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A Visit With Radio Club Rosario

from Henryk Kotowski on March 13, 2002
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A Visit With LU4FM, Radio Club Rosario

I visited this club a few years ago and I still remember how impressed I was by the spirit of contesting and team work.Today, in this time of social unrest and economic disturbances in Argentina, I thought it would be appropriate to cheer the club members up and let them know that we miss their Multi-Multi efforts from the 90's.
When I came to Rosario one October Sunday, the War was on. I mean CQ World Wide Contest. I phoned Francisco, LU9FDG but he was not at home. All I understood was that "Francisco was at the farm". Campo de antenas, antenna farm, to be exact. But he had given instructions in case I would phone his home and in less than a quarter of an hour I was located by Rolando, LU2FYU and was on my way in his car to the outskirts of Rosario town. The antenna farm was compact but impressive.

Campo de antenas, Rosario, Argentina LU4FM. Rotary yagis for 10,15,20,40

The small house had a few operating positions, each in a separate room to avoid vocal interference. Three stations were running HF bands and when the sun started descending, also 40 and 80 meter bands got some attention. Roberto, LU9FIO was not operating himself, he was the computer guru of the club. He checked the multipliers and shouted "We don't have YV on 40 yet". I went out to take a few shot in the sinking sun.

LU4FM: left Jorge LU7FW, right Marcello LU8FFU

I inspected all the operating positions and took some pictures, of course. Operators were relieved every two hours or so.

Rolando LU2FYU at the radio, Roberto LU5FYV supporting Francisco LU9FDG
Ed AZ8FAD travelled from Santa Fe for the contest Gerard LU1FZR

I was chatting with Rolando LU2FYA, enjoying a cool beer in this early-summer evening, when Hernan LU3FSP interrupted: "Now it's your turn. 20 meters is open to Europe. Go and get some of your friends!" And so I did.

Hernan LU3FSP Rolando LU2FYU gets the last multiplier on 80 meters

At LU4FM I saw for the first time in my life two of now so popular categories: Single Operator Assisted and Single Operator 2 Radios.

Gerard LU1FZR assisted by Florentino LU2FYA Ed AZ8FAD in front of 2 radios, gets instructions from Francisco LU9FDG

In Central Europe it's 1 A.M.when these 48-hour contests end. But in Argentina it's time for a beef dinner so we all went to a restaurant down town Rosario and enjoyed great red wines from Mendoza. Yes, you've guessed, after Rosario I went to Mendoza to visit some wine cellars, among other things.
But before that, I visited Radio Club Rosario's main venue of daily activities, the spacious premises in the centre of this second-largest city of Argentina. There are rooms for DXing, training, reading, computers and an office with a part-time employed secretary. At that time there over 400 paying members and the club was open every evening of the week.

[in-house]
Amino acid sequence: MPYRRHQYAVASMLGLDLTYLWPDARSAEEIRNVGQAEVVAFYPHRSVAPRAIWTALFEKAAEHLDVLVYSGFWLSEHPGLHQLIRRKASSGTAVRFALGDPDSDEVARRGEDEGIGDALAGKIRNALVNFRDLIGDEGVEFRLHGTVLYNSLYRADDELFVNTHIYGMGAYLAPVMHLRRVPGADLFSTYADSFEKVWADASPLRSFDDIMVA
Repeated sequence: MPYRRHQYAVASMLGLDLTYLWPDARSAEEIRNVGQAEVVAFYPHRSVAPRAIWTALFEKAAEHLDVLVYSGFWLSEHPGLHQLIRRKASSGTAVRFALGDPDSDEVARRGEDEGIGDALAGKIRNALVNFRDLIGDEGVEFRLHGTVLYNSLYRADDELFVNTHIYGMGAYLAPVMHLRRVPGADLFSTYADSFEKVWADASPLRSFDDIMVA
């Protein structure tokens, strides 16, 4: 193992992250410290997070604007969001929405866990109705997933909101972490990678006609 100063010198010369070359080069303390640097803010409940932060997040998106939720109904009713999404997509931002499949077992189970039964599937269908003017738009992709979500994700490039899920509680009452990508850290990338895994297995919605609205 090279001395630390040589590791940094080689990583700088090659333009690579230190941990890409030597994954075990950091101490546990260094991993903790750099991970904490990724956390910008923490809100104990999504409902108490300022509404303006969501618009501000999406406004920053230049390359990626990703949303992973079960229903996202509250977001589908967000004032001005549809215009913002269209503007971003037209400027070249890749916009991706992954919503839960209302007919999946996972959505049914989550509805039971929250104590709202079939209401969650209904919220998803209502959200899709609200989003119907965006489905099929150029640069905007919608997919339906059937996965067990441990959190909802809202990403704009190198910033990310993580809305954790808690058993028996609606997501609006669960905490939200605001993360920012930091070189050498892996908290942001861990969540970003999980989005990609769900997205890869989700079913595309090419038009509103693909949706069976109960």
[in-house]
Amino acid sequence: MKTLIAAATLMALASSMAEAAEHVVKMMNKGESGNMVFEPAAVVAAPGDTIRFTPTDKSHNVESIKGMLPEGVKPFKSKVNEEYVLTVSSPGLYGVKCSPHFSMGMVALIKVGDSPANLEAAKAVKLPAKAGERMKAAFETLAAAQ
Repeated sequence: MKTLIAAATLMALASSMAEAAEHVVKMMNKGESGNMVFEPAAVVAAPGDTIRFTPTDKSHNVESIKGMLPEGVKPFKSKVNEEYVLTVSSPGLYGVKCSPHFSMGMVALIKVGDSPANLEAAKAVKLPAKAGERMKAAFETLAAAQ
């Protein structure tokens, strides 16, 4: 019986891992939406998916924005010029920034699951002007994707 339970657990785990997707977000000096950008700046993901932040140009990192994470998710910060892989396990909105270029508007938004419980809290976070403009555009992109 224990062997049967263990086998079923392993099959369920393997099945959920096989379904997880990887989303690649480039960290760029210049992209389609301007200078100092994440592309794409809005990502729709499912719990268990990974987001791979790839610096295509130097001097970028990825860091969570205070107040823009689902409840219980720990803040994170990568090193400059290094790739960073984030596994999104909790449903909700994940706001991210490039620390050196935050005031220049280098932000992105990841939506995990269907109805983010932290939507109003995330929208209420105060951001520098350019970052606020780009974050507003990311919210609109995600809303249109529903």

Members of the board discuss current affairs Brass, brass and wallpaper.
They take care of visitors at LU4FM. Ricardo LU9FIO presented me with information leaflets about the town. Newcomers are introduced to operating techniques on 80 meters

On the roof of the club, there is an impressive multi-band array for daily routine DX work.

A tribander for 10-15-20 m and 2el 40m yagi@LU4FM

The club was founded 75 years ago, another good reason for presenting LU4FM here. Radio clubs in South America play also important social role. Members bring sometimes their wives and children when they drop in. Other subjects can be discussed but obviously radio is the main theme here.
Contesting from LU4FM in recent years has been reduced. Sometime Single Operator or even Single Operator Single Band entries can be seen in contest results. The club has potential for serious Multi Multi operations. I only hope that the reason of this diminished enthusiasm and contesting spirit is a temporary spell of weak economy in the country. I hope that it is not, as in case of a club I knew well near Stockholm, that impotent and ignorant people, like corporate bandits, took control over the club and strangled enthusiasm and activity.

Radio Club Rosario has an informative web site but only in Spanish, as far as I know, at

Henryk Kotowski, SM0JHF

* It is not Single Operator 2 Radios in one of the pictures. One radio malfunctioned so instead of fault-finding, they quickly brought in another transceiver.

All photographs and text copyright Henryk Kotowski

Member Comments: Add A Comment
A Visit With Radio Club Rosario Reply
by LZ1ABC on March 14, 2002 Mail this to a friend!
Very nice story!
But i dont remember this LU stn.
Maybe because i am from 3 years on the band.
well anyway 73's de Chav/Lz1abc
A Visit With Radio Club Rosario Reply
by PY2KC on March 15, 2002 Mail this to a friend!
Congratulations !
see u in next contest
ZX0F,ZW5B,ZX5J op.
A Visit With Radio Club Rosario Reply
by VE2DC on March 17, 2002 Mail this to a friend!
Interesting article....
A quick check of the log and I see I have worked them on all bands (80-10) many times since '88 when my electronic log starts...
A Visit With Radio Club Rosario Reply
by SM0JHF on March 19, 2002 Mail this to a friend!
It seems that nobody can explain it to me why my photographs uploaded as 300x500 pixels each are sometimes larger sometimes smaller on this web site. I have tried MS Word and HTML to write articles for but the graphic results are unpredictable. Irritating.
Henryk SM0JHF
A Visit With Radio Club Rosario Reply
by vu3pai on April 2, 2002 Mail this to a friend!
It is very greate Station , Congratuations, keep it up CU, TU, bye bye 73's, de VU3PAI going QRT.....
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